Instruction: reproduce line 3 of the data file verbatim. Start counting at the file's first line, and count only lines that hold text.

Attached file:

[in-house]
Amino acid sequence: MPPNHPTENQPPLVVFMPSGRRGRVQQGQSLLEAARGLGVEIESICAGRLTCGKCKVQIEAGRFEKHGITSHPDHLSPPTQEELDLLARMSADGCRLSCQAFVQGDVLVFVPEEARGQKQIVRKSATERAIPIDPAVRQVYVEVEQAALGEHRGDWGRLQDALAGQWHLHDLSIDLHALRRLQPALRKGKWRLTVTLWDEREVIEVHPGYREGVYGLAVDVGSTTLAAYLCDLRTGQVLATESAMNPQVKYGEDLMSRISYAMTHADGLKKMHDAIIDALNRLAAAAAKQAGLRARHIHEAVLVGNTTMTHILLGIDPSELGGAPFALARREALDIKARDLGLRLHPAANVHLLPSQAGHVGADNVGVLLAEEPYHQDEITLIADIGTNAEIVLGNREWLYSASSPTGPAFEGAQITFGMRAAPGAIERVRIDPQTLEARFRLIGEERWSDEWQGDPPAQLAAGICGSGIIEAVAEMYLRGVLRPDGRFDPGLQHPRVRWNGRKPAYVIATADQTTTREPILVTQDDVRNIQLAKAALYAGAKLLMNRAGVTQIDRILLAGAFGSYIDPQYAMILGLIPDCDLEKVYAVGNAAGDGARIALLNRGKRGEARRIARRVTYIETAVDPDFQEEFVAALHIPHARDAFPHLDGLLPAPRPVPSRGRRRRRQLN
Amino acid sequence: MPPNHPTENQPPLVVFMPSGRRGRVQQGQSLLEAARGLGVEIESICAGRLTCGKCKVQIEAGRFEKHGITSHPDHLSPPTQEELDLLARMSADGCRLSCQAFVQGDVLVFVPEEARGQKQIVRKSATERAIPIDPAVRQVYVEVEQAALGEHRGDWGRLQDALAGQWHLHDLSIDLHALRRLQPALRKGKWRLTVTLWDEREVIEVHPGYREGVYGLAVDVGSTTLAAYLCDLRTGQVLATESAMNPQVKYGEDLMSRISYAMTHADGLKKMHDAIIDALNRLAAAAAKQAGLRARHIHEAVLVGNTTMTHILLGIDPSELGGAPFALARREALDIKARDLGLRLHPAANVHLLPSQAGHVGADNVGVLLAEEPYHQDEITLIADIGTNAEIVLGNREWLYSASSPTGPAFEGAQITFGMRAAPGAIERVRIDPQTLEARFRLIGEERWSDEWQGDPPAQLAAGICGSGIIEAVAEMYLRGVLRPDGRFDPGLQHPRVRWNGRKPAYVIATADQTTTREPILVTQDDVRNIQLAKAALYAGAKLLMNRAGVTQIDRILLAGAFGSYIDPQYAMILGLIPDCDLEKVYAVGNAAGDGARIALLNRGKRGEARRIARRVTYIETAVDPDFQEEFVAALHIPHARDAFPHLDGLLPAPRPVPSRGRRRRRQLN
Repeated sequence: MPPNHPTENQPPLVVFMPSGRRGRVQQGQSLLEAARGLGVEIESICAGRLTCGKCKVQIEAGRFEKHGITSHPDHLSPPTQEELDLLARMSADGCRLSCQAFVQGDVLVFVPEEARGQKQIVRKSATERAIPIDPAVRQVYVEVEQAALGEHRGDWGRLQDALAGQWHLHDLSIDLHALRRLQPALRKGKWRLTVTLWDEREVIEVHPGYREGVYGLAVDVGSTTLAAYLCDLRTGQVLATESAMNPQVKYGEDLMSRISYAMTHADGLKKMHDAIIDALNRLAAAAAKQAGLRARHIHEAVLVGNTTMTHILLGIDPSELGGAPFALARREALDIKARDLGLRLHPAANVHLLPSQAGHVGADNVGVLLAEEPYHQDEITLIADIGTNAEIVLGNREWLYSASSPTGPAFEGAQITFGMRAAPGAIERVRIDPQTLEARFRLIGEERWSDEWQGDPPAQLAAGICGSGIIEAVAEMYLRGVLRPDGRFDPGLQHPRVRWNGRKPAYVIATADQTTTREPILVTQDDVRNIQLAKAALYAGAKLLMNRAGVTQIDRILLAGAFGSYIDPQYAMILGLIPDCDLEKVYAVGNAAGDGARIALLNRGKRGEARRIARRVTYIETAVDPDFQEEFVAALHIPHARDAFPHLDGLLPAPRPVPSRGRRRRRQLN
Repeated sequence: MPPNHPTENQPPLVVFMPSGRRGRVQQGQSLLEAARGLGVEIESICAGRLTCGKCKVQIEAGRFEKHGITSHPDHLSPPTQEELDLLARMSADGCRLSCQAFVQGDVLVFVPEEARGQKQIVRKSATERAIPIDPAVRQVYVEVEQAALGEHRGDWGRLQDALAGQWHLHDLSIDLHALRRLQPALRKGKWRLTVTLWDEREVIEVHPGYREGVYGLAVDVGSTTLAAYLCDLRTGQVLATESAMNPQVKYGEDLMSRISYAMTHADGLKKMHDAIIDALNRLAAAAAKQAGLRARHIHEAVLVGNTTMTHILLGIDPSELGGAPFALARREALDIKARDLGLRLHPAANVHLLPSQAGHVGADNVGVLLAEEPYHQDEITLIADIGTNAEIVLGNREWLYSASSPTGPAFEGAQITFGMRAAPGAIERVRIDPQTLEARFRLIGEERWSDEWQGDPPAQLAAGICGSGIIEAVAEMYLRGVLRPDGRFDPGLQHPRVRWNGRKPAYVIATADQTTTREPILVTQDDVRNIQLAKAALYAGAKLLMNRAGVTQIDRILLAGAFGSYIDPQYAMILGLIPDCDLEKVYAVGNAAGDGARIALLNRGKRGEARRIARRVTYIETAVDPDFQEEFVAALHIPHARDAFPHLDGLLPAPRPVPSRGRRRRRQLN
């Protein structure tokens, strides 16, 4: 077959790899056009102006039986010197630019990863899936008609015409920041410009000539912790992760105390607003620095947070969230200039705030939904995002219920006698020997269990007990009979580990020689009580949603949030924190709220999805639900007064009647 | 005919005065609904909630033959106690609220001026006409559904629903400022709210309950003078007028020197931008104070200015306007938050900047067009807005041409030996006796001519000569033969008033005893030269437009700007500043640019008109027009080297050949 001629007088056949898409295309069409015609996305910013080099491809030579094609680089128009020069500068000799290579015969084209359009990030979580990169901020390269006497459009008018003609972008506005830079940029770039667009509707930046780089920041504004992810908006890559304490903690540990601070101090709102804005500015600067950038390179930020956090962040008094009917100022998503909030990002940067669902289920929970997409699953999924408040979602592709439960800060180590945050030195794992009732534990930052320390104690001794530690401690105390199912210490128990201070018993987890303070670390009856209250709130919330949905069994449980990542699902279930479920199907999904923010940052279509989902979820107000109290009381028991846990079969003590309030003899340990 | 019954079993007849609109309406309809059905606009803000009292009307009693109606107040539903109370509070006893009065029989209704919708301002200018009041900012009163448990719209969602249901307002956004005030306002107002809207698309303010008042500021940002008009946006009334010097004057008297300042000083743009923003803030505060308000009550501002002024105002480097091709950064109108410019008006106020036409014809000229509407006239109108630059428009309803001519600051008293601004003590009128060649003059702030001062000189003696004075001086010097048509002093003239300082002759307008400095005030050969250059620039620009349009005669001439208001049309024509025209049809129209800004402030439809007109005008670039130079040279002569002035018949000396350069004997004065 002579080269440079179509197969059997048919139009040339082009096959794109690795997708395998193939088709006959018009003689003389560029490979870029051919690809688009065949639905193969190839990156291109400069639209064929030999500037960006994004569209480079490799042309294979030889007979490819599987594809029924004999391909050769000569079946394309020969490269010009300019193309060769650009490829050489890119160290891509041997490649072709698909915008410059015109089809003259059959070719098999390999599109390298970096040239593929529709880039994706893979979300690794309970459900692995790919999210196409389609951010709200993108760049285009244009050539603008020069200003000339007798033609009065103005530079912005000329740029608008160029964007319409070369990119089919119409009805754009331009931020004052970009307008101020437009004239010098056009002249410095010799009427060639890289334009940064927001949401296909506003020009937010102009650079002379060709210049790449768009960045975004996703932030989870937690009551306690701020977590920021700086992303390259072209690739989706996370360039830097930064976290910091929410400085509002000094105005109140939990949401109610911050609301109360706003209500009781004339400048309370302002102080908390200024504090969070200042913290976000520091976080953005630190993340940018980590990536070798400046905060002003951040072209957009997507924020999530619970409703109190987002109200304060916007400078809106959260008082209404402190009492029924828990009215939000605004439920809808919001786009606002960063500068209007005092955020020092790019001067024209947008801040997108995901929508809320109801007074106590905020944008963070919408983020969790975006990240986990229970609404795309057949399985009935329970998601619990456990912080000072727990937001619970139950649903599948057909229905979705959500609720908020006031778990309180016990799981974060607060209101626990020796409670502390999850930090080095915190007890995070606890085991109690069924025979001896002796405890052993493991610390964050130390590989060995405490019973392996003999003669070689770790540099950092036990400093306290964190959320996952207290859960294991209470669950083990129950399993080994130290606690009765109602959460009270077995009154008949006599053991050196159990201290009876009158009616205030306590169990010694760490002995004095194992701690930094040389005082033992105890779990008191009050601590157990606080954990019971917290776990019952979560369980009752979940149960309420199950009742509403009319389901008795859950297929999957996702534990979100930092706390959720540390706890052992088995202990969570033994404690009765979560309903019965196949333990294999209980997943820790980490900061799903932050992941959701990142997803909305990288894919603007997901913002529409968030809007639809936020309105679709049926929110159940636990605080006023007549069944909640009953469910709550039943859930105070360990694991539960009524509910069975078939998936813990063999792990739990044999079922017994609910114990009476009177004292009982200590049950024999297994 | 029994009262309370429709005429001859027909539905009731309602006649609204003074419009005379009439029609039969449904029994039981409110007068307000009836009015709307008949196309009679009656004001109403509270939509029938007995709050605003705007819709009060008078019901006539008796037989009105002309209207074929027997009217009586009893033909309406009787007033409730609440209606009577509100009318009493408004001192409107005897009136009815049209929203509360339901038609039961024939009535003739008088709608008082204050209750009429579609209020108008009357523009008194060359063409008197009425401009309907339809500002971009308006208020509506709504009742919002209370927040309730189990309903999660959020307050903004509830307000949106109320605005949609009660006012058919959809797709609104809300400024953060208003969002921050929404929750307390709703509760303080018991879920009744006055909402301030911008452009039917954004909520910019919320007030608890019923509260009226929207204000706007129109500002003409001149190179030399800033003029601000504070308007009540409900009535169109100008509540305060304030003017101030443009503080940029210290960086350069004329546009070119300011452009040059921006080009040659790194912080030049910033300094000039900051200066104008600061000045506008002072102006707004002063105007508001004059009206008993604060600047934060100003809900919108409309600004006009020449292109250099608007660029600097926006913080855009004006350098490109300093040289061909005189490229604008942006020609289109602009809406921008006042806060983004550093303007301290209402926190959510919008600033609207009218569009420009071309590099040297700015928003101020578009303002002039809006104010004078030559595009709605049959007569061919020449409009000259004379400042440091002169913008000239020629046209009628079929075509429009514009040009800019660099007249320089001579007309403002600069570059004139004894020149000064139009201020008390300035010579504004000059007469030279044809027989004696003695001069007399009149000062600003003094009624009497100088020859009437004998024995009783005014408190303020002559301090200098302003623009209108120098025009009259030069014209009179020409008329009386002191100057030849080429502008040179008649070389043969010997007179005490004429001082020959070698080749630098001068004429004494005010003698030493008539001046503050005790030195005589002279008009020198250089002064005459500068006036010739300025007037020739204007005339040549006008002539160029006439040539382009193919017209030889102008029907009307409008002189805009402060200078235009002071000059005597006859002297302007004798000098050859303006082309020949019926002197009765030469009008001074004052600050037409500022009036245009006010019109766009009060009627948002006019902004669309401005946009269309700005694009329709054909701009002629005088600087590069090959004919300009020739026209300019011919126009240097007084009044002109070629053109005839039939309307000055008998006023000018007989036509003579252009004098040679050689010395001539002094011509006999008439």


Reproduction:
Amino acid sequence: MPPNHPTENQPPLVVFMPSGRRGRVQQGQSLLEAARGLGVEIESICAGRLTCGKCKVQIEAGRFEKHGITSHPDHLSPPTQEELDLLARMSADGCRLSCQAFVQGDVLVFVPEEARGQKQIVRKSATERAIPIDPAVRQVYVEVEQAALGEHRGDWGRLQDALAGQWHLHDLSIDLHALRRLQPALRKGKWRLTVTLWDEREVIEVHPGYREGVYGLAVDVGSTTLAAYLCDLRTGQVLATESAMNPQVKYGEDLMSRISYAMTHADGLKKMHDAIIDALNRLAAAAAKQAGLRARHIHEAVLVGNTTMTHILLGIDPSELGGAPFALARREALDIKARDLGLRLHPAANVHLLPSQAGHVGADNVGVLLAEEPYHQDEITLIADIGTNAEIVLGNREWLYSASSPTGPAFEGAQITFGMRAAPGAIERVRIDPQTLEARFRLIGEERWSDEWQGDPPAQLAAGICGSGIIEAVAEMYLRGVLRPDGRFDPGLQHPRVRWNGRKPAYVIATADQTTTREPILVTQDDVRNIQLAKAALYAGAKLLMNRAGVTQIDRILLAGAFGSYIDPQYAMILGLIPDCDLEKVYAVGNAAGDGARIALLNRGKRGEARRIARRVTYIETAVDPDFQEEFVAALHIPHARDAFPHLDGLLPAPRPVPSRGRRRRRQLN